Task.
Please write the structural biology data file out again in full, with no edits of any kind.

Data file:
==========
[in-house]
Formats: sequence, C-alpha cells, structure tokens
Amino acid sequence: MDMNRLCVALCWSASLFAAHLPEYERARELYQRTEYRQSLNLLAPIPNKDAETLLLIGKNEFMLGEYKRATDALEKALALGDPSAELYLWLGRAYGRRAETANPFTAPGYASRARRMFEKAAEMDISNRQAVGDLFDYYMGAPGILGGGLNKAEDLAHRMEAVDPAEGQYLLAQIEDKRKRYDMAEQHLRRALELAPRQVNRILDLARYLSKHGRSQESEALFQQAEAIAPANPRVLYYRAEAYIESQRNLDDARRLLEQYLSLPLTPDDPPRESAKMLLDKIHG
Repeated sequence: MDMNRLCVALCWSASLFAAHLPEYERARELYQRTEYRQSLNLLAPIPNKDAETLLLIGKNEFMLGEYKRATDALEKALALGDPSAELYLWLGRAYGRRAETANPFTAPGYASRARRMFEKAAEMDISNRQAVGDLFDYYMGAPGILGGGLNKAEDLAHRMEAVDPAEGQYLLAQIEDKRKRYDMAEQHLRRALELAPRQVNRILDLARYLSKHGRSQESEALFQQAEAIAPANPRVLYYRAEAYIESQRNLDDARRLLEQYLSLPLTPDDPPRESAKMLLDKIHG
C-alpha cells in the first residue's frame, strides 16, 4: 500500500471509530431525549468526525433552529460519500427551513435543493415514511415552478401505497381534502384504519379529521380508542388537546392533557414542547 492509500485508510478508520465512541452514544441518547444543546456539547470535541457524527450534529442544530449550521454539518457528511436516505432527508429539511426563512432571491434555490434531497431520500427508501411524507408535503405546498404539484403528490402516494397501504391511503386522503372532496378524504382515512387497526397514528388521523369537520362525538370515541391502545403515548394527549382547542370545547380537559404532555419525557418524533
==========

[in-house]
Formats: sequence, C-alpha cells, structure tokens
Amino acid sequence: MDMNRLCVALCWSASLFAAHLPEYERARELYQRTEYRQSLNLLAPIPNKDAETLLLIGKNEFMLGEYKRATDALEKALALGDPSAELYLWLGRAYGRRAETANPFTAPGYASRARRMFEKAAEMDISNRQAVGDLFDYYMGAPGILGGGLNKAEDLAHRMEAVDPAEGQYLLAQIEDKRKRYDMAEQHLRRALELAPRQVNRILDLARYLSKHGRSQESEALFQQAEAIAPANPRVLYYRAEAYIESQRNLDDARRLLEQYLSLPLTPDDPPRESAKMLLDKIHG
Repeated sequence: MDMNRLCVALCWSASLFAAHLPEYERARELYQRTEYRQSLNLLAPIPNKDAETLLLIGKNEFMLGEYKRATDALEKALALGDPSAELYLWLGRAYGRRAETANPFTAPGYASRARRMFEKAAEMDISNRQAVGDLFDYYMGAPGILGGGLNKAEDLAHRMEAVDPAEGQYLLAQIEDKRKRYDMAEQHLRRALELAPRQVNRILDLARYLSKHGRSQESEALFQQAEAIAPANPRVLYYRAEAYIESQRNLDDARRLLEQYLSLPLTPDDPPRESAKMLLDKIHG
C-alpha cells in the first residue's frame, strides 16, 4: 500500500471509530431525549468526525433552529460519500427551513435543493415514511415552478401505497381534502384504519379529521380508542388537546392533557414542547 492509500485508510478508520465512541452514544441518547444543546456539547470535541457524527450534529442544530449550521454539518457528511436516505432527508429539511426563512432571491434555490434531497431520500427508501411524507408535503405546498404539484403528490402516494397501504391511503386522503372532496378524504382515512387497526397514528388521523369537520362525538370515541391502545403515548394527549382547542370545547380537559404532555419525557418524533